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ISSUE 9   July 9, 2009


Leafy spurge flea beetles (Aphthona species) are an effective means of controlling the noxious weed leafy spurge in North Dakota (Fig. 1). This group of flea beetles is host-specific to the leafy spurge plant, which makes them an ideal biological control choice.

Figure 1
. Black leafy spurge flea beetle
(photo by USDA APHIS PPQ Archive, Bugwood.org)

Most of North Dakota has accumulated over 1,000 growing degree day (GDD, Fig. 2) and scouting should begin for adult leafy spurge flea beetles. Flea beetles should be collected between 1,200 and the 1,600 (see map below) using the sunflower GDD on NDAWN. Adult flea beetles can be collected with sweep nets. After late July, flea beetles begin to lay eggs and should not be moved. Leafy spurge flea beetle typically take three to five years to establish and impact leafy spurge infestations.

Figure 2.
(Source: NDAWN)


The 2009 risk forecast for wheat midge infestation was low throughout most of the state based on the previous season’s cocoon counts in the soil (see previous issue of Crop & Pest Report #3, May 28, 2009). Although the risk is low, isolated pockets of economic populations of wheat midge can still occur that wheat midge is emerging at the same time as wheat is in the susceptible stage (heading to early flowering), and environmental conditions (moist soils, warm temperatures, calm winds) are favorable.
A degree day (DD) model using daily temperatures to calculate DD accumulation can be used to predict the emergence of adult wheat midge. Events for the midge population (degree day base = 40 F) are listed in the table below.

DD Biological Event
450 Midge breaks the larval cocoon and moves close to soil surface to form the pupal cocoon.
1300 10% of the females will have emerged.
1475 About 50% of the females will have emerged.
1600 About 90% of the females will have emerged.

Typically, wheat midge is emerging during the first week of July in the northern counties of North Dakota. However, this year the DDs are behind normal and just at <1,300 DD in the northern tier (Fig. 3). Wheat midge DD maps for North Dakota are available on the NDAWN website, use March 1 as the start date (enter in ‘planting date’ box) and select ‘Midge degree days.’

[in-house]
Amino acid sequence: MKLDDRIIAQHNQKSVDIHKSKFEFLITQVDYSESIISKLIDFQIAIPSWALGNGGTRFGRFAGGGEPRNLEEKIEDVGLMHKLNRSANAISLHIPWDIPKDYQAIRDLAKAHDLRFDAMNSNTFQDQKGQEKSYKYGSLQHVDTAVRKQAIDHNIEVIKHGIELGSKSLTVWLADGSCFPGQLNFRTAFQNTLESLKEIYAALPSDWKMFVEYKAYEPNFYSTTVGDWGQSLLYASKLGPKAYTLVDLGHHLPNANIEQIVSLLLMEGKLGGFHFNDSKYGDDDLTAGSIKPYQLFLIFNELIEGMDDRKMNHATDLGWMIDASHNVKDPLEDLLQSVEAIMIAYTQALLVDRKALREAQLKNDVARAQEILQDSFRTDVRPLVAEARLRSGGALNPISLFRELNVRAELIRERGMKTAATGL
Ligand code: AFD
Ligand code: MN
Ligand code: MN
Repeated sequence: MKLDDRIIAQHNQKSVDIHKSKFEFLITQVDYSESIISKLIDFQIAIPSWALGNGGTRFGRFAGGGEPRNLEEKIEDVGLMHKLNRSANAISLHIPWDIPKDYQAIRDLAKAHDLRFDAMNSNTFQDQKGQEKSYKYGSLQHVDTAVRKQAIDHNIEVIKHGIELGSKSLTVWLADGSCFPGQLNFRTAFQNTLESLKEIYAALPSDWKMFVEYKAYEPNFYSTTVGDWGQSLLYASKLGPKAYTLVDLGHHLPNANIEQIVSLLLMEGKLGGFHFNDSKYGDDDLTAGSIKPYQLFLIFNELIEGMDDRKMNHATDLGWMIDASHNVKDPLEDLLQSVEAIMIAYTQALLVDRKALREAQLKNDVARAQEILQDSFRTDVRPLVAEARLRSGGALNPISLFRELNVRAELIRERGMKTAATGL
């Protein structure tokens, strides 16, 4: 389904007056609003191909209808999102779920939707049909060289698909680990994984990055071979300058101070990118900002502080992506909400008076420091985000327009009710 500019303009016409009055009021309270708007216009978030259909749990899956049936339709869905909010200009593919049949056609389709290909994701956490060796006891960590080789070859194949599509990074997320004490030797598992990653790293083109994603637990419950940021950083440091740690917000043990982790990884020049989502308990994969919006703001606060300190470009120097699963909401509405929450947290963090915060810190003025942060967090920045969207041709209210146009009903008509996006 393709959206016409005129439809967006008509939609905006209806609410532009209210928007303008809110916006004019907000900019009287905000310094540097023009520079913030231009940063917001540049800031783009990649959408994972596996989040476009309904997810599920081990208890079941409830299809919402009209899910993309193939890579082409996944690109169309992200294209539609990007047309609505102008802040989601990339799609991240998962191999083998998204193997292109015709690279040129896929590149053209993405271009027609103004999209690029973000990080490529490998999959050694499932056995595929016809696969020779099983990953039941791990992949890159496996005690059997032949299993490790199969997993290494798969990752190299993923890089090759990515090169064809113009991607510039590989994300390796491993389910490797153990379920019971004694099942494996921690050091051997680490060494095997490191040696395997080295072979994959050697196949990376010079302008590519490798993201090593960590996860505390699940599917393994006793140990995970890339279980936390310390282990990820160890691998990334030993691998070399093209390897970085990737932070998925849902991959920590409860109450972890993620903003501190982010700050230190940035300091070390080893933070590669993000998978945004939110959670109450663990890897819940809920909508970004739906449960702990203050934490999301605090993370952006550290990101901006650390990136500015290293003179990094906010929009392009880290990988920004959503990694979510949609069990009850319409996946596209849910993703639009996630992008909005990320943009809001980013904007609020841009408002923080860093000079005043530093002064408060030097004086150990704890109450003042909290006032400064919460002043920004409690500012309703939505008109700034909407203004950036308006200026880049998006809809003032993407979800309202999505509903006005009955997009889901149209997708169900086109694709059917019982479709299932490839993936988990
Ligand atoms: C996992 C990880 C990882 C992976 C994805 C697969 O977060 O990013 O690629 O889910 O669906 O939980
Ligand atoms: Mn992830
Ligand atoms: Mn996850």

Figure 3.
Wheat midge degree day map (Source: NDAWN)

Scout for adult wheat midge at night (after 9:00 PM) during warm temperatures >60 degrees F, and light winds <6 mph. The adult wheat midge is an orange color, fragile, very small insect approximately half the size of a mosquito (Fig. 4). It is about 0.08-0.12 inch (2-3 mm) long with three pairs of long legs. There is a pair of wings, which are oval in shape, transparent and fringed with fine hairs. Two eyes are conspicuous and black in color. Typically, the most significant flight period for the entire wheat midge population extends over a 14 to 18 day window of time within a region. Individual adult midge may survive from 3 to 7 days, depending on favorable conditions (warm, calm, humid weather).

Figure 4.
Adult wheat midge

Economic thresholds are:
- Hard Red Spring Wheat = one wheat midge per 4-5 heads
- Durum = one wheat midge per 7-8 heads.

Hard red spring wheat at high risk for wheat midge infestation can be identified based on degree days. Degree days are then used to help identify the high risk planting window for hard red spring wheat. Wheat fields planted between 200-600 DD will be heading (susceptible crop stage) at the time wheat midge is emerging and are at greatest risk to infestation. In North Dakota, planting dates at high risk in southern tier are May 7 to June 1, in central tier - May 12 to June 12, and in northern tier - May 18 to June 16 (Fig. 5). The window of high risk planting dates is wide due to the cool temperatures (low DD units per day) this spring. As a result, the majority wheat fields will be at risk for wheat midge infestation; fortunately, the population level is low. So, the bottom line is it’s always ‘good’ insurance to scout fields for wheat midge infestations and avoid any unexpected yield losses with the good wheat prices! A NDSU Extension Entomology bulletin on wheat midge is available at the following weblink: http://www.ag.ndsu.edu/pubs/plantsci/pests/e1330.htm